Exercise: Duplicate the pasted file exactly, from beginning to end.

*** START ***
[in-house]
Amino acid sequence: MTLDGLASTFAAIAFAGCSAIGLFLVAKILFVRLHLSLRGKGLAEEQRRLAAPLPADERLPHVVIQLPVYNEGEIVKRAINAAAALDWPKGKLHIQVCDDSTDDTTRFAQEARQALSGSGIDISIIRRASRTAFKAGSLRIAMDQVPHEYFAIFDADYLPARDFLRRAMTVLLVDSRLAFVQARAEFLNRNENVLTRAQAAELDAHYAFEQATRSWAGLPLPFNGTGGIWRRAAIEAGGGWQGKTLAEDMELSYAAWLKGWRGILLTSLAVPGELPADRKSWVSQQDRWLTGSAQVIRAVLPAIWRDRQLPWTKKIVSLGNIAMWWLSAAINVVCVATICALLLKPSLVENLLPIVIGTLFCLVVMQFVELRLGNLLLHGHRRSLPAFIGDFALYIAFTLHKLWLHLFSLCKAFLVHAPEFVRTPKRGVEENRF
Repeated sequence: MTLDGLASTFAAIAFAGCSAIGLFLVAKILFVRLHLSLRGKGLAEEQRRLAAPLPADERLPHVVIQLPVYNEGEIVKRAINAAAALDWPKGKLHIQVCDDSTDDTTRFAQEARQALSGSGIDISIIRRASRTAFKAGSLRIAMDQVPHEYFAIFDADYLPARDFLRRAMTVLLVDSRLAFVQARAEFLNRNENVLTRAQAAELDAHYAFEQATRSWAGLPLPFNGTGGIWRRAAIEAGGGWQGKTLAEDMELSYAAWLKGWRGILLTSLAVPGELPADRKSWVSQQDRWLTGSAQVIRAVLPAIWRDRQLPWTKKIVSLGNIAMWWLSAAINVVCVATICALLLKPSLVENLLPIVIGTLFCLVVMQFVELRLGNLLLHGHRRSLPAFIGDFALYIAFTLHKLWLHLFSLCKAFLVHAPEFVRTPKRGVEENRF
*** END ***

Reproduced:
[in-house]
Amino acid sequence: MTLDGLASTFAAIAFAGCSAIGLFLVAKILFVRLHLSLRGKGLAEEQRRLAAPLPADERLPHVVIQLPVYNEGEIVKRAINAAAALDWPKGKLHIQVCDDSTDDTTRFAQEARQALSGSGIDISIIRRASRTAFKAGSLRIAMDQVPHEYFAIFDADYLPARDFLRRAMTVLLVDSRLAFVQARAEFLNRNENVLTRAQAAELDAHYAFEQATRSWAGLPLPFNGTGGIWRRAAIEAGGGWQGKTLAEDMELSYAAWLKGWRGILLTSLAVPGELPADRKSWVSQQDRWLTGSAQVIRAVLPAIWRDRQLPWTKKIVSLGNIAMWWLSAAINVVCVATICALLLKPSLVENLLPIVIGTLFCLVVMQFVELRLGNLLLHGHRRSLPAFIGDFALYIAFTLHKLWLHLFSLCKAFLVHAPEFVRTPKRGVEENRF
Repeated sequence: MTLDGLASTFAAIAFAGCSAIGLFLVAKILFVRLHLSLRGKGLAEEQRRLAAPLPADERLPHVVIQLPVYNEGEIVKRAINAAAALDWPKGKLHIQVCDDSTDDTTRFAQEARQALSGSGIDISIIRRASRTAFKAGSLRIAMDQVPHEYFAIFDADYLPARDFLRRAMTVLLVDSRLAFVQARAEFLNRNENVLTRAQAAELDAHYAFEQATRSWAGLPLPFNGTGGIWRRAAIEAGGGWQGKTLAEDMELSYAAWLKGWRGILLTSLAVPGELPADRKSWVSQQDRWLTGSAQVIRAVLPAIWRDRQLPWTKKIVSLGNIAMWWLSAAINVVCVATICALLLKPSLVENLLPIVIGTLFCLVVMQFVELRLGNLLLHGHRRSLPAFIGDFALYIAFTLHKLWLHLFSLCKAFLVHAPEFVRTPKRGVEENRF